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* arjanb leaves02:58
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<CIA-3>03bonniot * 10Nice/distrib/Makefile: Updated to use cvs.sourceforge.net12:35
03bonniot * 10Nice/Makefile: Ship libs (nice.functional) with the compiler.12:41
<arjanb>the nullness changes fixes bug #866839 too14:58
but the error message i get now is odd:
Method <Key, Value> Value get(testbug.ReadablePropertyMap<Key, Value> this, !Key k) is declared but14:59
never implemented:
no alternative matches (testbug.hash_property_map, nice.lang.void)
<bonniot>can you paster the code?15:02
<arjanb>just the code from the bugreport
public interface ReadablePropertyMap<Key,Value> {15:04
Value get(!Key k);
public interface ReadWritePropertyMap<Key,Value> extends ReadablePropertyMap<Key,Value> {
void set(!Key k, Value v);
public class hash_property_map<A,B> implements ReadWritePropertyMap<A,B> {
private HashMap<A,B> data = new HashMap();
public void set(A a, B b) {
public B get(A a) {
return notNull(data.get(a));
<bonniot>are the methods taken as overrides?
(then you should get a warning)
otherwise that's the reason15:05
<arjanb>no overrides warnings15:06
but the odd thing is the second argument in "no alternative matches (testbug.hash_property_map, nice.lang.void)"
<bonniot>void is treated as a normal type15:07
<arjanb>i know but void cannot be used as argument type so this error is confusing15:08
ideally it should find out that this position does not matter, and no put any specific type there15:10
shouldn't the methods be considered as overrides?15:12
<arjanb>they are missing notnull restriction15:14
<bonniot>right. so no bug :-)15:15
this shows again it's a good idea to do explicit overrides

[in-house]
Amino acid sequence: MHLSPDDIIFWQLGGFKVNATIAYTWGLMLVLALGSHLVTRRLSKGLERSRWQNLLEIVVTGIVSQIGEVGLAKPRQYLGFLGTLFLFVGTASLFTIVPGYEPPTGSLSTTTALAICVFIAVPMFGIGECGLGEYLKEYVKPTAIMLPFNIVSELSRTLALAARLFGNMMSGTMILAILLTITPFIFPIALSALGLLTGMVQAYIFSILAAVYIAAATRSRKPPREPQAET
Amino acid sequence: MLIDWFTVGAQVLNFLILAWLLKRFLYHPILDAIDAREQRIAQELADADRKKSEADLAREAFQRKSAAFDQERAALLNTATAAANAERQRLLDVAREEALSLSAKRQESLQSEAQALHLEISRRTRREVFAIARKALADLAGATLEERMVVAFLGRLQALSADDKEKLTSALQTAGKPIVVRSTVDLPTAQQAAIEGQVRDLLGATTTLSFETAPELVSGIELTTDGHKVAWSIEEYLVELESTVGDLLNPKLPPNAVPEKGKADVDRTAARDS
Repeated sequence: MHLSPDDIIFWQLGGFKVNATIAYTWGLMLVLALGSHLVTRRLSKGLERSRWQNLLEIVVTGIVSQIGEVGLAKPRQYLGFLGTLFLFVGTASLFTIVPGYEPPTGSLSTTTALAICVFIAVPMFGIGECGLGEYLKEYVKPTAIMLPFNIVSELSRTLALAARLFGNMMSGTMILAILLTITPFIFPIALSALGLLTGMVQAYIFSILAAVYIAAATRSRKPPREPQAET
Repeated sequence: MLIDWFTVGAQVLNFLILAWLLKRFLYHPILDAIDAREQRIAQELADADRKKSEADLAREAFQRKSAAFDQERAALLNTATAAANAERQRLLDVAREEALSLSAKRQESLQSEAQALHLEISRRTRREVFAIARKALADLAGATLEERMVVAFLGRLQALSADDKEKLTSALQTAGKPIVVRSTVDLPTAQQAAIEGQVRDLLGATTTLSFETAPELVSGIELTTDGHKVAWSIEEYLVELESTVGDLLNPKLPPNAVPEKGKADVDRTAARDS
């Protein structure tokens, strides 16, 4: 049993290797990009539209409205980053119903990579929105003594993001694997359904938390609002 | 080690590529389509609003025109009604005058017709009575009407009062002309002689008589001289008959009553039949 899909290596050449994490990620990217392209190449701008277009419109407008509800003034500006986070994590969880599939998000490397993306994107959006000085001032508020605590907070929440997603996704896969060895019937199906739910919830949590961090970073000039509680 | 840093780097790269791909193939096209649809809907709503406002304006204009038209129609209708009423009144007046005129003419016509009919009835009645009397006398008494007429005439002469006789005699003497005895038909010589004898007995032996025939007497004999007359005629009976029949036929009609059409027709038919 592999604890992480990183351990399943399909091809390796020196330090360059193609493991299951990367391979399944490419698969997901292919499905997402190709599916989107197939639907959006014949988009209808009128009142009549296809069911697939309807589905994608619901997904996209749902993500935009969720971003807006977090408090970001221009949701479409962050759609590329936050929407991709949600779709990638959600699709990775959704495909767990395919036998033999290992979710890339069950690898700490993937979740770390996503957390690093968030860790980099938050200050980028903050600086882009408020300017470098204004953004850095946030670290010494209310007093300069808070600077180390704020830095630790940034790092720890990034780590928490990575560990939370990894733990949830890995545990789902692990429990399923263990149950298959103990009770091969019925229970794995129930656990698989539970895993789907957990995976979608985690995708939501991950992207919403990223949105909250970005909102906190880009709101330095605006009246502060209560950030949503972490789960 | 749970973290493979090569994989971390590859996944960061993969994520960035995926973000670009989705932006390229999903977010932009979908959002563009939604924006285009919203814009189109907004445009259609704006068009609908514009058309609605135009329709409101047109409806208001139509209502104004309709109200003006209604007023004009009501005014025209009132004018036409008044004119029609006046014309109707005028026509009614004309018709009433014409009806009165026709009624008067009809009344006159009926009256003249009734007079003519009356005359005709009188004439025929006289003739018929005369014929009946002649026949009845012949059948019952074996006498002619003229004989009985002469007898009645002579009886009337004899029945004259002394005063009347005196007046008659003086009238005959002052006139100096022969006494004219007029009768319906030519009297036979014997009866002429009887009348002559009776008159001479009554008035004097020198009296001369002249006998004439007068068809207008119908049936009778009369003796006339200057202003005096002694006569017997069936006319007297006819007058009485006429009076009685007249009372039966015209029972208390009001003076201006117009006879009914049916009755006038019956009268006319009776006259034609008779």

<arjanb>this code seems halfway a conversion from java when it triggered a infinite linking bug
<bonniot>yes, it's java like
well, it seems you can close the bug then15:16
<arjanb>it's your fix15:17
<arjanb>the open bug reports are not serious except i don't know for the newest 215:26
<bonniot>those two are in the presence of polymorphic type inference, which is still a bit experimental15:27
(that's y it's not in the NEWS file yet)
there is already some detection about which positions are useful for dispatch, so it might be simple to improve the error message in such cases15:57
<arjanb>that error message doesn't need to mention the tested alternative17:14
<bonniot>in case there is none?17:16
<bonniot>it's useful if the method is defined on interfaces, to know for which class you need to implement it
don't you think?17:18
<arjanb>yes i didn't thought about interfaces17:19
* mstevens joins18:05
* mstevens read the tutorial on nice.sf.net and thought I'd see if there was an irc channel18:16
<bonniot>it's your lucky day then ;-)18:17
<bonniot>did you just discover Nice?
<mstevens>yes, I tend to poke my head onto irc whenever I discover anything out of curiousity about the community.18:21
<bonniot>yes, and sometimes it's very practical to get immediate feedback or answers18:23
how did you hear about Nice?
<mstevens>I read an article talking about the different approaches things like Python and Java take to type checking, it suggested Nice as being an interesting language with a better type system than Java, and a more static one.18:26
It also mentioned Haskell in the same breath, I'm also reading about that.18:27
<bonniot>which languages are you familiar with?
<mstevens>Mostly perl and java. Done bits of C and Python.18:28
<bonniot>then you should be able to get easily started with Nice18:29
<mstevens>So far the main bit that has jumped out at me as being nice is being able to define a method that returns the same type as its argument.18:30
<bonniot>it's closest to Java, but it has more powerful features that enable to avoid some of the verbosity, like python or perl
so you need much less casts than in Java18:32
(thanks to the type system, multi-methods, ...)
<mstevens>Yes, although java 1.5 is going to get rid of 90% of the casts I make anyway I'm anticipating, with generics.
with Nice you should get rid of 90% of the rest ;-)18:33
but more importantly, it allows you a different design style, modular
more modular that in class-based languages18:34
Haskell is a good language, by the way18:35
it's more mature than Nice
but it's quite hard to get the grips of it
if you are not used to that kind of language18:36
(purely functional, lazy)
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